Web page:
Social Media Plan 

The last step of growing an online presence and community is that you need to have some sort of social media plan. A social media posting schedule is different for everyone  based on your schedule and on your ability to create content. If you’re not full time yet, and you have another job you have different time available. So whatever is feasible for you for showing up online, create a posting schedule for that! I don’t want you to get to the point where you’re so over social media that you get burned out. Make sure your schedule is actually something that is attainable for you.

Step 5: Create Scarcity.

Creating scarcity is a really good marketing technique. Show your booked and busy. We’re at the point in our full time plan where now we’re working on getting the bookings. We have everything set up. Now we need to get our name out there and need people to actually book us.  Scarcity is really going to help with this.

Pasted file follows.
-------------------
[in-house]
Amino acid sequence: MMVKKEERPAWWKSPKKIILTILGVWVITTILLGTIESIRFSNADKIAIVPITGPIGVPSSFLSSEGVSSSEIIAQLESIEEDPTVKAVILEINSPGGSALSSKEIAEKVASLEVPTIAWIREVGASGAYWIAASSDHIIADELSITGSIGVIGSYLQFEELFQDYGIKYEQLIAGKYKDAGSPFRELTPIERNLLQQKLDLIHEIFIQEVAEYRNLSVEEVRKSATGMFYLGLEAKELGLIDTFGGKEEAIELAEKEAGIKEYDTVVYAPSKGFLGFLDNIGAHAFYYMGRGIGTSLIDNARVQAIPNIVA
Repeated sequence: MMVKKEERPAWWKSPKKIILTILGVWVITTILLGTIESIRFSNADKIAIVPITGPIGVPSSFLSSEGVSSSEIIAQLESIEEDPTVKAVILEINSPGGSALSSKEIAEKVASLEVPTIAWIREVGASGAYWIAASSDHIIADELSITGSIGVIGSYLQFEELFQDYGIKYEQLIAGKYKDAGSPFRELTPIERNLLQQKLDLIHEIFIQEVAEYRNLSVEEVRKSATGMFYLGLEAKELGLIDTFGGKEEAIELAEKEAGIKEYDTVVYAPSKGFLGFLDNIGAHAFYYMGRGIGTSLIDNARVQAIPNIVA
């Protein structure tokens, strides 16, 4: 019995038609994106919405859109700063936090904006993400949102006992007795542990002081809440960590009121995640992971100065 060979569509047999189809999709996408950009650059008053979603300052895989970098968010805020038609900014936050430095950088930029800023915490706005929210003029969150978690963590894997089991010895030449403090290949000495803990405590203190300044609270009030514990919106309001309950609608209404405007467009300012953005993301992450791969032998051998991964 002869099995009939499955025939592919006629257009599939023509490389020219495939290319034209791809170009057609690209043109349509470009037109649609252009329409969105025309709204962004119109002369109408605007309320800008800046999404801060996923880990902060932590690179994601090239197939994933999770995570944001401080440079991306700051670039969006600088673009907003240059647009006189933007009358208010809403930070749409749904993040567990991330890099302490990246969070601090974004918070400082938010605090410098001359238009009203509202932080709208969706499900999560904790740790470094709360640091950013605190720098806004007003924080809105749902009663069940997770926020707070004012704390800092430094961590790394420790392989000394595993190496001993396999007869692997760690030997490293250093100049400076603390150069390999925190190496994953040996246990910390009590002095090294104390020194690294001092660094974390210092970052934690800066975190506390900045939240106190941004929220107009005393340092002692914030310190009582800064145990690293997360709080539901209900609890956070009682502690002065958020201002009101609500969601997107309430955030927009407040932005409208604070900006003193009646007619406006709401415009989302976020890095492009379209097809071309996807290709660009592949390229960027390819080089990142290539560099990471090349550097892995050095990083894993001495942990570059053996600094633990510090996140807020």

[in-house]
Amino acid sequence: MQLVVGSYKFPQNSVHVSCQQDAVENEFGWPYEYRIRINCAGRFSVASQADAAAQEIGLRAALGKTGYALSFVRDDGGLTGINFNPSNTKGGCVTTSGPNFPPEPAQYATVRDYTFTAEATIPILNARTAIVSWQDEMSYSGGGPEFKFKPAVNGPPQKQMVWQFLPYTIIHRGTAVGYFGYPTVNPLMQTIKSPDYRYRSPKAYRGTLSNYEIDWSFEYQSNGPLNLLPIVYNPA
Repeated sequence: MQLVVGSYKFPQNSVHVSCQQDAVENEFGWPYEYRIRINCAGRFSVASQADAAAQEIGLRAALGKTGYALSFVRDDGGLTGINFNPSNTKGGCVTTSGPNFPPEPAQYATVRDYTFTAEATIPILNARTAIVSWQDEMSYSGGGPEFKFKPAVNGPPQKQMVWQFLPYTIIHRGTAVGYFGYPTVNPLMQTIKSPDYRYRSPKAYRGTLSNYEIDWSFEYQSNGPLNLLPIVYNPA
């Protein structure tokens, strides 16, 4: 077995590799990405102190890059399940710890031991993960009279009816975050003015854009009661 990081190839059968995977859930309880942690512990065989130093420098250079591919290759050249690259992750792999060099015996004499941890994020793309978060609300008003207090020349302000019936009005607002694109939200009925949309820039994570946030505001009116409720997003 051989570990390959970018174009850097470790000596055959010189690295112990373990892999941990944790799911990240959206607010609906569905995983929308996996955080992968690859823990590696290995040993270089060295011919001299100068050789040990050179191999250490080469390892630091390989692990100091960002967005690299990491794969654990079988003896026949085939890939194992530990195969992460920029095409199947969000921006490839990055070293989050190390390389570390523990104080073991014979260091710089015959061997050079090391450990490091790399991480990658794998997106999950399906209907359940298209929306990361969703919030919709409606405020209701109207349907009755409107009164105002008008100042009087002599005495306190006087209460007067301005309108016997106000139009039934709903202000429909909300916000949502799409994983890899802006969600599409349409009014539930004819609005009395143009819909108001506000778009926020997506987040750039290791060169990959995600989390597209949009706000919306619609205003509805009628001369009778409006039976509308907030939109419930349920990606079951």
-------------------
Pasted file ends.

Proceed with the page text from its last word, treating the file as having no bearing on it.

For example, someone I follow has a schedule where Tuesdays and Thursdays are open for sessions and three weekends a month are open for weddings. She’s open about that and she’ll post, that she has this date and this date available, so reach out if you want it. 

Creating scarcity helps people make the move and book you. Always show that you’re busy even if you’re not busy with actual client work. Show you’re updating your website or doing self-portraits. Whatever it is that you’re doing, you want to show that. It does create this mindset that you’re busy as a photographer and your time is valuable.

Step 6: Build an email list. 

Step six is to build an email list. Email lists are so nice because they’re a direct line to your customers and people who are interested in working with you.